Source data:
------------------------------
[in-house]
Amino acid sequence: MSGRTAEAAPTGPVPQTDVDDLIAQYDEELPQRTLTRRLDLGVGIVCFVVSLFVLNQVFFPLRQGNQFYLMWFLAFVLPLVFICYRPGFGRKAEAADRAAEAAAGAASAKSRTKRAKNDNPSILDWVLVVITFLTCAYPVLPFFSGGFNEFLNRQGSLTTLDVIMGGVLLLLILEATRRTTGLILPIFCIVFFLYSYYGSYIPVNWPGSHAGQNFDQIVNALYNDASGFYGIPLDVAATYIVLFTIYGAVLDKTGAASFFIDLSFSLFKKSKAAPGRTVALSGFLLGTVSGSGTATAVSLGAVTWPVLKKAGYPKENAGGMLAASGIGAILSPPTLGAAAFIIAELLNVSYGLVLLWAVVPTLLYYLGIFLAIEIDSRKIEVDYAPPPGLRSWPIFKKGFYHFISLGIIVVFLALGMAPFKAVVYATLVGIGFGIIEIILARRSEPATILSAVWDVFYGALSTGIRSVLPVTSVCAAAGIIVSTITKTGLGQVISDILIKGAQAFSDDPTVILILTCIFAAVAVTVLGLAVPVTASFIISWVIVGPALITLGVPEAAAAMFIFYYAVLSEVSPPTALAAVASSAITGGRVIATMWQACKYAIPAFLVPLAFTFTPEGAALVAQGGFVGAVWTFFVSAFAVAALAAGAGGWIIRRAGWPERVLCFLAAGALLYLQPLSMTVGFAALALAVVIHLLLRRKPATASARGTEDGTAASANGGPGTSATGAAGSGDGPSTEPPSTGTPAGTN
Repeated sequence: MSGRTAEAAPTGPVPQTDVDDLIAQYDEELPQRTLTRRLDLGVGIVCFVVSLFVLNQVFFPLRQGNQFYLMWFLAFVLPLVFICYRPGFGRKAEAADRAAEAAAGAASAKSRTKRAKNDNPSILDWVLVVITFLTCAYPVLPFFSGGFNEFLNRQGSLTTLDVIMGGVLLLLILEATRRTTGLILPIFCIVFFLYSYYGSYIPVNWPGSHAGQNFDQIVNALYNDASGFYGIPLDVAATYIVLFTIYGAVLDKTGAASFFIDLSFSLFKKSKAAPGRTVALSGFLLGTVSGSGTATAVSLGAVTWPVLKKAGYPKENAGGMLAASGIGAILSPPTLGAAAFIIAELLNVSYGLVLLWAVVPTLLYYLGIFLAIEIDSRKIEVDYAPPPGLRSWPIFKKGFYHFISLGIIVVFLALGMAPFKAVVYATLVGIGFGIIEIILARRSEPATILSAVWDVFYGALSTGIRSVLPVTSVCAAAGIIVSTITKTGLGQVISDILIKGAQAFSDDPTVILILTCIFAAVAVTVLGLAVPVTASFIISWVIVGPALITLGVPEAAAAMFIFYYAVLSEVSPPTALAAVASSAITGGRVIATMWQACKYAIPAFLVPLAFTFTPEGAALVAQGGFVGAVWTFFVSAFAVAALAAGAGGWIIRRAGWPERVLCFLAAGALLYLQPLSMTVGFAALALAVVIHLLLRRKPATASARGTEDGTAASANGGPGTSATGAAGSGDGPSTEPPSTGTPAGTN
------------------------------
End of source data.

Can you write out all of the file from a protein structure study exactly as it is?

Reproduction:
[in-house]
Amino acid sequence: MSGRTAEAAPTGPVPQTDVDDLIAQYDEELPQRTLTRRLDLGVGIVCFVVSLFVLNQVFFPLRQGNQFYLMWFLAFVLPLVFICYRPGFGRKAEAADRAAEAAAGAASAKSRTKRAKNDNPSILDWVLVVITFLTCAYPVLPFFSGGFNEFLNRQGSLTTLDVIMGGVLLLLILEATRRTTGLILPIFCIVFFLYSYYGSYIPVNWPGSHAGQNFDQIVNALYNDASGFYGIPLDVAATYIVLFTIYGAVLDKTGAASFFIDLSFSLFKKSKAAPGRTVALSGFLLGTVSGSGTATAVSLGAVTWPVLKKAGYPKENAGGMLAASGIGAILSPPTLGAAAFIIAELLNVSYGLVLLWAVVPTLLYYLGIFLAIEIDSRKIEVDYAPPPGLRSWPIFKKGFYHFISLGIIVVFLALGMAPFKAVVYATLVGIGFGIIEIILARRSEPATILSAVWDVFYGALSTGIRSVLPVTSVCAAAGIIVSTITKTGLGQVISDILIKGAQAFSDDPTVILILTCIFAAVAVTVLGLAVPVTASFIISWVIVGPALITLGVPEAAAAMFIFYYAVLSEVSPPTALAAVASSAITGGRVIATMWQACKYAIPAFLVPLAFTFTPEGAALVAQGGFVGAVWTFFVSAFAVAALAAGAGGWIIRRAGWPERVLCFLAAGALLYLQPLSMTVGFAALALAVVIHLLLRRKPATASARGTEDGTAASANGGPGTSATGAAGSGDGPSTEPPSTGTPAGTN
Repeated sequence: MSGRTAEAAPTGPVPQTDVDDLIAQYDEELPQRTLTRRLDLGVGIVCFVVSLFVLNQVFFPLRQGNQFYLMWFLAFVLPLVFICYRPGFGRKAEAADRAAEAAAGAASAKSRTKRAKNDNPSILDWVLVVITFLTCAYPVLPFFSGGFNEFLNRQGSLTTLDVIMGGVLLLLILEATRRTTGLILPIFCIVFFLYSYYGSYIPVNWPGSHAGQNFDQIVNALYNDASGFYGIPLDVAATYIVLFTIYGAVLDKTGAASFFIDLSFSLFKKSKAAPGRTVALSGFLLGTVSGSGTATAVSLGAVTWPVLKKAGYPKENAGGMLAASGIGAILSPPTLGAAAFIIAELLNVSYGLVLLWAVVPTLLYYLGIFLAIEIDSRKIEVDYAPPPGLRSWPIFKKGFYHFISLGIIVVFLALGMAPFKAVVYATLVGIGFGIIEIILARRSEPATILSAVWDVFYGALSTGIRSVLPVTSVCAAAGIIVSTITKTGLGQVISDILIKGAQAFSDDPTVILILTCIFAAVAVTVLGLAVPVTASFIISWVIVGPALITLGVPEAAAAMFIFYYAVLSEVSPPTALAAVASSAITGGRVIATMWQACKYAIPAFLVPLAFTFTPEGAALVAQGGFVGAVWTFFVSAFAVAALAAGAGGWIIRRAGWPERVLCFLAAGALLYLQPLSMTVGFAALALAVVIHLLLRRKPATASARGTEDGTAASANGGPGTSATGAAGSGDGPSTEPPSTGTPAGTN